Thousands of people of all colors protested peacefully, miming death on the floor of the train station, just a couple of blocks from where NBC’s “Christmas in Rockefeller Center” show was being broadcast live. (I tuned in just in time to see Mariah Carey sing in real time -- after reportedly missing her chance to pre-tape -- and the performance was uniquely cringe-worthy.)
Anyway, the live, tree-lighting extravaganza is a longtime tradition for NBC, the network that famously makes its home at 30 Rock, smack dab in front of the big tree. Families all across the country tune in and love it. So obviously, the show (and its commercial messages) had to go on. I’m just saying that lately, the juxtaposition of current events vs. canned events, over life and death issues, feels especially surreal and upsetting.
Take this strictly NSFO ad for designer Alexander Wang’s new “T-line” of jeans. (Shown in this piece in Women’s Wear Daily.)
Talk about tone-deaf. At a time when we seemingly get another appalling example of the “what’s new in rape culture,” every day, why not release an ad for jeans showing a young woman sitting in a cold, empty room, head back, eyes closed, naked except for her pants pulled down around her calves?
It just so happened that on the same day as the jeans ad release, the 19th woman to allege she was drugged and raped by comedian Bill Cosby came forward. The irony is not lost on anyone that by playing Dr. Heathcliff Huxtable (an ob/gyn!), Cosby became the nation’s ultimate father figure and enlightened family man, a dream dad. These days, he should star in a new reality show: “Bill Cosby, 19 and Counting.”
Maybe his issues are due to mental illness, a compulsion so terrible that even he could not acknowledge it to himself. So perhaps his holier-than-thou deceit in telling young black men to “pull up your pants” -- when, pants down, he had been preying on and sexually assaulting women -- for 20 years, was unconscious. It’s certainly unconscionable.
Each case is different. But certainly, Cosby as accused is not alone. CBC radio host Jian Ghomeshi was fired recently after several women came forward with charges of sexual assault. At Columbia University, student Emma Sulkowicz has been carrying a mattress everywhere as part of a senior project to bring attention to rape and its aftermath. As with most women, she hid her experience, then filed a complaint with the university. This led to a hearing before a panel that found the accused not responsible for the assault.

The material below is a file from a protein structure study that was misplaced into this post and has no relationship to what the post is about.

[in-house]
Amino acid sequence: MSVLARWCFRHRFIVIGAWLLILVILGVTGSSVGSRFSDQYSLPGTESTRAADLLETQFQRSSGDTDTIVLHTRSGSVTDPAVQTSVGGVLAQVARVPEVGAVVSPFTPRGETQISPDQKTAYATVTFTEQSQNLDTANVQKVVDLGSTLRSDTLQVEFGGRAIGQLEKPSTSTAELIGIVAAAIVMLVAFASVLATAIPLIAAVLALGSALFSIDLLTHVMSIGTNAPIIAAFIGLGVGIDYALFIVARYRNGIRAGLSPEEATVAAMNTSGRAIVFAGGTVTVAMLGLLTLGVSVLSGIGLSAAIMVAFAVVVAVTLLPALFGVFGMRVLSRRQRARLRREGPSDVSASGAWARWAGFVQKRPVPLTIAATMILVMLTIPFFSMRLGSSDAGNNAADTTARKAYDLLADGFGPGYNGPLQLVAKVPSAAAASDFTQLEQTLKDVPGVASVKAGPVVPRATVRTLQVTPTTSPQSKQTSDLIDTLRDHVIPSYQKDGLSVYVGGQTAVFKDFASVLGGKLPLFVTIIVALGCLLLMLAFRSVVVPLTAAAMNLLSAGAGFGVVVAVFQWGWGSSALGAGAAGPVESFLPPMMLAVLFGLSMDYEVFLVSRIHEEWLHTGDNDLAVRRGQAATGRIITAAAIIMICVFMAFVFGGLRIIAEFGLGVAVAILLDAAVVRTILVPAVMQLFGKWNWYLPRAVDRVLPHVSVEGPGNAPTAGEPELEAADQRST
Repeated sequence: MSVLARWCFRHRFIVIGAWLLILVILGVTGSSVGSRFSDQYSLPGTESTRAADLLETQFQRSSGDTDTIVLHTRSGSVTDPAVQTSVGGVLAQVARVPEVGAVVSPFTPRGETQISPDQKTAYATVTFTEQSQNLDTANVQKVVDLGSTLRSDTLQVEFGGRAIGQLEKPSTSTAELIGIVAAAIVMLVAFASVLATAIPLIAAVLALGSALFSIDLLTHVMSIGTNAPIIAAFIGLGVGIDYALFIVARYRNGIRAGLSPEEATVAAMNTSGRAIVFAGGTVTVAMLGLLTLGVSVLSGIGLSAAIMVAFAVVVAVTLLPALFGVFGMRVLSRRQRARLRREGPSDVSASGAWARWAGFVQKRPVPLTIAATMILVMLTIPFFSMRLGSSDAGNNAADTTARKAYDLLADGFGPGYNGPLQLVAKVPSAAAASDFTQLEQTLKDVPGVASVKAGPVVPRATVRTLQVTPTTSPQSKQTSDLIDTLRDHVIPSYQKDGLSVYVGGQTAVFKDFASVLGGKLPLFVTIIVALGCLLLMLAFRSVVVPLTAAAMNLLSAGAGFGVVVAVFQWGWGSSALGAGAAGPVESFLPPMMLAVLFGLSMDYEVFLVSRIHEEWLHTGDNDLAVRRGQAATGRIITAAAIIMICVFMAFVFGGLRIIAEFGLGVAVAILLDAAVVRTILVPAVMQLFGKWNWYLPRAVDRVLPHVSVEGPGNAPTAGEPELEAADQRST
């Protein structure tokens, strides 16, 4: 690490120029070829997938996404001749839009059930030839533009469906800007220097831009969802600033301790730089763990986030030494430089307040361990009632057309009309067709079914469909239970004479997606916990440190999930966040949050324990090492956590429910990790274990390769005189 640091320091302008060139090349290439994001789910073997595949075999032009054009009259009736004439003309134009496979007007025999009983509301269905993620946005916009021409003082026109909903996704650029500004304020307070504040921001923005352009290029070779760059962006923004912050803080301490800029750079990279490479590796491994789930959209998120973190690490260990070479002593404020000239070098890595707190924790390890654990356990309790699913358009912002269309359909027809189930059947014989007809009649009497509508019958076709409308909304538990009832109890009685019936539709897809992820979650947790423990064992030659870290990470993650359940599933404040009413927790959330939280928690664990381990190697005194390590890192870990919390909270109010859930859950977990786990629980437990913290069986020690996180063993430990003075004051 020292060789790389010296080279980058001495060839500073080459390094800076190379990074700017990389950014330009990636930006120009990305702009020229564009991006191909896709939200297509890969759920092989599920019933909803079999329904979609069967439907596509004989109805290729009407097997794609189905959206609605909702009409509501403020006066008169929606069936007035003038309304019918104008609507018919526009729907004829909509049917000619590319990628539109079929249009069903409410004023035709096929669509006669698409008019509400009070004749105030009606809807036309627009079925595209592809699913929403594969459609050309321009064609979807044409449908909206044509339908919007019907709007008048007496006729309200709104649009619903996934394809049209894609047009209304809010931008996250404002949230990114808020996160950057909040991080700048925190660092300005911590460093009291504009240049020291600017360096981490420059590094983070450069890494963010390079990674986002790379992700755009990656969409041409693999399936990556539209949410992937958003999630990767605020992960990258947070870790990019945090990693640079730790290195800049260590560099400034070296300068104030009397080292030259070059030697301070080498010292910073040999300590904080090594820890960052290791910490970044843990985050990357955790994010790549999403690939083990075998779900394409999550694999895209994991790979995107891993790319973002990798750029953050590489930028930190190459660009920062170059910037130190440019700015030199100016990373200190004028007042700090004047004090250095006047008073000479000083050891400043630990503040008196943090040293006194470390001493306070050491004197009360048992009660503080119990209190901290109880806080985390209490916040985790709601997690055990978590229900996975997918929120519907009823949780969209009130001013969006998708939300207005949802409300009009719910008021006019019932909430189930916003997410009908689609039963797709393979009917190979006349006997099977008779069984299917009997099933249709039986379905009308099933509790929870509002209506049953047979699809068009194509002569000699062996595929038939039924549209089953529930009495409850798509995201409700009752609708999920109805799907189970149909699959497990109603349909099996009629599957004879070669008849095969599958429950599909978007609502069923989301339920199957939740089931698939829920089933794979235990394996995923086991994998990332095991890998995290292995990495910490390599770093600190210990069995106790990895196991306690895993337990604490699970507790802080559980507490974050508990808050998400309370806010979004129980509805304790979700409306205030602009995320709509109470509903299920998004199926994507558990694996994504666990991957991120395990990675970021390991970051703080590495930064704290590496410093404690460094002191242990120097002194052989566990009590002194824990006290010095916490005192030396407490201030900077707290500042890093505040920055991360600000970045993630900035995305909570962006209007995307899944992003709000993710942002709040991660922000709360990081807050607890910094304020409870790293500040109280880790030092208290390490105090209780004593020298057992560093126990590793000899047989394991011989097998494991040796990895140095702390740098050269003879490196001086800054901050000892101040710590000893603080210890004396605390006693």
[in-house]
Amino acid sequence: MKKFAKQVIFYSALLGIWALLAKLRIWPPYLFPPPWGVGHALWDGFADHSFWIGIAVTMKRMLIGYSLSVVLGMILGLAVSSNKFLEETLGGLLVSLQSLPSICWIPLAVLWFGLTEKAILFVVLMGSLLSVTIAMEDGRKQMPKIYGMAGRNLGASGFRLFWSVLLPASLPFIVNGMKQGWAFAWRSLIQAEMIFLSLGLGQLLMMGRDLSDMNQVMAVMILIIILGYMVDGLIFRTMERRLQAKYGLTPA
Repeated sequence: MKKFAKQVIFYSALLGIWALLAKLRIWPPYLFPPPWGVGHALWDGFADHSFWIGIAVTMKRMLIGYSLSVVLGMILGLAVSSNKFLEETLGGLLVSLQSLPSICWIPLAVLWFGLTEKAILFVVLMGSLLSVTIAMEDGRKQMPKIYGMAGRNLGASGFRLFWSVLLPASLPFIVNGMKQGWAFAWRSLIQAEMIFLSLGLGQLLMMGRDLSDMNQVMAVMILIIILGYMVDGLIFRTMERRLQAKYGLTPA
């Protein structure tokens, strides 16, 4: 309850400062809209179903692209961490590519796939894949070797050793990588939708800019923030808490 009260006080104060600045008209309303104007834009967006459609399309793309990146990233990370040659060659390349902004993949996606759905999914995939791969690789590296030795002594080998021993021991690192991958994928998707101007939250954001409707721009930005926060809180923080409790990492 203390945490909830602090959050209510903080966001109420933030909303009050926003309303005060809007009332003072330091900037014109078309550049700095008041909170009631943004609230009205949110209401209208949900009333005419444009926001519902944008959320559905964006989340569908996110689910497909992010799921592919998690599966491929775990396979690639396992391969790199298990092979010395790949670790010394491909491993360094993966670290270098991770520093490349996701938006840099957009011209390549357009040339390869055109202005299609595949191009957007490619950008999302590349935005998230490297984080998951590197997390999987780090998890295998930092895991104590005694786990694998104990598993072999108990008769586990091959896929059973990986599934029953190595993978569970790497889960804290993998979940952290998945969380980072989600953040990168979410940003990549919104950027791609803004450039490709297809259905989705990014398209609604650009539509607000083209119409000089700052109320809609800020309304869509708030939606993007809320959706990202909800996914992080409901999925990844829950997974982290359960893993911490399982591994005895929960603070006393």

I might add that women who are raped are traumatized and think that authorities won’t believe them, or instead blame them. Therefore, many wait to come forward, or never do. Especially when the rapist is a powerful celebrity like Cosby. Sadly, even now, there is already a sort of mini rape-denial movement growing in response to questions about the journalistic integrity of a Rolling Stone cover story about a gang rape at a fraternity at the University of Virginia. And the cycle continues.
But back to this derivative Alexander Wang ad. I’ve been writing about jeans advertising since the late 1980s, way before the word “rapey” came into fashion. That included all of the racy Calvin Klein ads, some of which were shot by Steven Klein, who is also the photographer for this campaign. And yes, we’ve seen it all before: the creepy wood-paneled walls, the woman who is as naked as the radiator and shown as an object, with no vitality or personal agency.
Not only does the model here look comatose, but the work suggests that the photographer is also on autopilot. There are a couple of updates: The model has a beautiful body, and she’s certainly more muscular than the waifs from the early ‘90s heroin-chic period who were shown lying on bathroom floors, looking skeletal and cadaverous. And dead. (Sexy!) And though the loft is bare-bones, like a molester’s safe room, I can see that the lighting is beautiful. And the art-directed black line across her chest allows the image to be far more frontal.
"It's not provocative just in terms of sexy, but provocative to provoke conversation," the designer himself, Alexander Wang told WWD. "I'm not dictating what that message is exactly. The interesting part is to see how people interpret it, and what they have to say about it. Of course, there are going to be people who disagree with it."
I get that human bodies are beautiful and sculptural. But I call foul here. (I’m not even discussing the second ad, suggesting masturbation, which seems much more desperate.)
The naked “concept” probably grew out of the fact that the jeans, although up to-the-minute fashionable, to the uninitiated look like high-waisted ‘80s retreads, and not terribly flattering when worn. So they’re shown here lumped up around the model’s calves like leg-warmers. Of course the naked body of a young female model is a lot more captivating than the decided non-eye candy of yet another pair of light-washed Mom jeans.
Or is the ad suggesting that these jeans are so heavy and such a burden to pull on and off that the wearer falls asleep mid-dress? Either way, we are asked to view a woman drained of consciousness.
Of course, a beautiful female body will always get attention. But I have a suggestion for Wang’s marketing team: Every now and then, why not lift your heads out of the fashion world, and become acquainted with what’s happening with women in the real world? That might provoke some interesting conversation -- and perhaps, better ads.